5 Useful Command-line Utilities

I realise I need to make more clickbaity, more digestible blog posts so I will now expand into the territory of Top 5 lists. This is how you do it right?

The Linux terminal is an extremely powerful tool, allowing you to access and control your entire system just by typing commands. In addition, there exists a seemingly infinite amount of command-line utilities. What characterises all of these are just how lightweight they are, while not compromising in its power and flexibility. In a day of basically every program being a website or an embedded web browser,

5. tldr

tldr is a lovely utility to get a crunched down version of the manpage for basically any command you could want. It contains real-world examples of how you would use commands along with a description of what it does. There are of course some obscure commands that do not have descriptions, but they are open for anyone to contribute to, so feel free to!

4. gitui

gitui is a really nice and lightweight interactive CLI Git client. You can easily see file diffs and manage them, choosing to only stage certain lines, hunks, or discarding some of them. Full branch and remote management is also included. A definite choice for people who work with Git version control on a day to day basis.

3. yt-dlp

yt-dlp (formerly known as youtube-dl) is an extremely powerful program written in Python that allows you to download every kind of multimedia off websites. While its flagship feature is of course downloading from Youtube, it supports over a thousand different additional sites from Soundcloud to Reddit. youtube-dl is the original project, but has significantly decreased in activity after the RIAA lawsuit, yt-dlp is a new fork where all the development happens. Don't play Finnish roulette finding an online Youtube downloader, just learn to use yt-dlp!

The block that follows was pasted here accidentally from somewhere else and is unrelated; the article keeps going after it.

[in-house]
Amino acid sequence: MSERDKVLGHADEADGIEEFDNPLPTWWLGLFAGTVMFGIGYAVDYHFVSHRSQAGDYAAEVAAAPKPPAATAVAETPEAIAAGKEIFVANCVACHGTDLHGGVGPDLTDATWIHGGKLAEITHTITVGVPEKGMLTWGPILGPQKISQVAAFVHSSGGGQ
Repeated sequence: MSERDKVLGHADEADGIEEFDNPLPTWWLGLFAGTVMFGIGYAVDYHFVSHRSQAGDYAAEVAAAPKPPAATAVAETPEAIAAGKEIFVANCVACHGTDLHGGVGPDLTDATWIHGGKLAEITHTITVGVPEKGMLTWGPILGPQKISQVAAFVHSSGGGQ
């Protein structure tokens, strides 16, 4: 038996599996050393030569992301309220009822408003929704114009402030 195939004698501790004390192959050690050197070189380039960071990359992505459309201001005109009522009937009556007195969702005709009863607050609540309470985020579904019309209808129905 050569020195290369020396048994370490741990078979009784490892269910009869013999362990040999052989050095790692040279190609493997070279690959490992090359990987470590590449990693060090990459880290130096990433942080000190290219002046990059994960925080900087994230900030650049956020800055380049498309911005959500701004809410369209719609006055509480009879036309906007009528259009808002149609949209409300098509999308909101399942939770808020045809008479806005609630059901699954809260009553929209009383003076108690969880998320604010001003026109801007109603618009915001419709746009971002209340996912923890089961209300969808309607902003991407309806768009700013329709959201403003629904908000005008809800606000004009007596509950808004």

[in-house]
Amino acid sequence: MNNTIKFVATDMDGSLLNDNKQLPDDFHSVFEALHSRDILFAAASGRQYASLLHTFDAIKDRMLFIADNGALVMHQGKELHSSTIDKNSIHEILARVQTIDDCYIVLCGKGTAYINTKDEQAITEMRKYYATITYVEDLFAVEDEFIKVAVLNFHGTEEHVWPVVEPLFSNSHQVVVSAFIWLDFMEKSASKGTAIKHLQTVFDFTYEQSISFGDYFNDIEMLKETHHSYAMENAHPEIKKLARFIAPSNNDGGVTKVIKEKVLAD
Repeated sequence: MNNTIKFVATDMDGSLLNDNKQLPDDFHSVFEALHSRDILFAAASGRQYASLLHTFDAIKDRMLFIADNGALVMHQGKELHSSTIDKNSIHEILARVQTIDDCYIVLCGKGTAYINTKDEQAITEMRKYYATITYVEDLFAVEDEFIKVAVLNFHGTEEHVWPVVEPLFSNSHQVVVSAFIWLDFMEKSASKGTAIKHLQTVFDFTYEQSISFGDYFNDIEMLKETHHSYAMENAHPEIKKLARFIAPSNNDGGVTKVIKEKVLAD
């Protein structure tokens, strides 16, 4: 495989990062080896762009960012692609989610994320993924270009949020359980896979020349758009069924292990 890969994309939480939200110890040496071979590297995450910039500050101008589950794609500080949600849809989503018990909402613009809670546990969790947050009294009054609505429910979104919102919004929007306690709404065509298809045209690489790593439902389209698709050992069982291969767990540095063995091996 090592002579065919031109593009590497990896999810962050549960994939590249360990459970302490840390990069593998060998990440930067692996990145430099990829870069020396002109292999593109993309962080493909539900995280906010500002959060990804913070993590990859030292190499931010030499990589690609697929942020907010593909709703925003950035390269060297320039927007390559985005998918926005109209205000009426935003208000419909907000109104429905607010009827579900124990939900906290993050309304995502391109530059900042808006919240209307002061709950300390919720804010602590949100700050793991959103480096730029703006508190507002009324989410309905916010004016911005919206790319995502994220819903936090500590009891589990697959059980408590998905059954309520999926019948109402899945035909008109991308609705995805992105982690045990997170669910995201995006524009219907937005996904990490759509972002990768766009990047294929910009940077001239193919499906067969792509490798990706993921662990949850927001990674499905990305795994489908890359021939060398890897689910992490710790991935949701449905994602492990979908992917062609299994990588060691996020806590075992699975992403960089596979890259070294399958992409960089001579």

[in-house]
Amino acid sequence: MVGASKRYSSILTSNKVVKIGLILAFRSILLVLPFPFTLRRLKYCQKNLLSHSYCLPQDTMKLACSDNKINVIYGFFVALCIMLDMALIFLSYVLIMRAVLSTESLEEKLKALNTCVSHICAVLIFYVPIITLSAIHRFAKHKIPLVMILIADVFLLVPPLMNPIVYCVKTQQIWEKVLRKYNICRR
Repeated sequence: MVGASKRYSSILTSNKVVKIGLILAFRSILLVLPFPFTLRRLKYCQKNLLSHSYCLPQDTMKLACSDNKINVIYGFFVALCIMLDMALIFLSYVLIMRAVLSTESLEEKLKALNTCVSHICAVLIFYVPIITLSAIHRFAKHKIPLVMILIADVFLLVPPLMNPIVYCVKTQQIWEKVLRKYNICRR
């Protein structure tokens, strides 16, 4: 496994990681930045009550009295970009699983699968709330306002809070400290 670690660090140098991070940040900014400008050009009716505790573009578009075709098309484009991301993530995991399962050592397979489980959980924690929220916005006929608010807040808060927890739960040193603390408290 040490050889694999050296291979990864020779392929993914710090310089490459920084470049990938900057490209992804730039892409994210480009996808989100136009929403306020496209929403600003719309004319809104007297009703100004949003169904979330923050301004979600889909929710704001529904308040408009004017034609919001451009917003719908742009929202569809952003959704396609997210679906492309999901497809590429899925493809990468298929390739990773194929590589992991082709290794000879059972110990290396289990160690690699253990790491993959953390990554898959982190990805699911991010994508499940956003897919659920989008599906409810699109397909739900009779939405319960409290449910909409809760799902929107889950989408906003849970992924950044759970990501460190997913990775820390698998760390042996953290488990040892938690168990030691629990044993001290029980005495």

Describing the syntax for yt-dlp is certainly out of the scope for this blog post, but you can use a beforementioned utility to learn the basics of it. (hint hint ;) Just pasting quoted URLs as the argument should also be enough for the most basic of usecases.

2. micro

micro is, in case you haven't made the connection already, a text editor meant to be a better version of the nano text editor. It is actually really cool, and its copy-paste and cursor functionality is more similar regular graphical text editor. It's a clear upgrade from nano and is a no-brainer not only for editing over SSH connections but also for lightweight text editing even in a graphical environment. It even has plugin support and contains a repository with lots of useful installable plugins to extend it even more. I'm writing this in micro right now, even!

1. openmpt123

I very much like tracker music, so when I learnt that libopenmpt has a command-line music player I was absolutely overjoyed. It has the same compatibility as OpenMPT/libopenmpt, and you might even have it installed as it comes bundled with the libopenmpt package which many programs that support tracker music use. Otherwise you can just install the libopenmpt package from your package manager. If you want it to look even cooler, you can even pass the --pattern argument to show the song pattern as it's being played!

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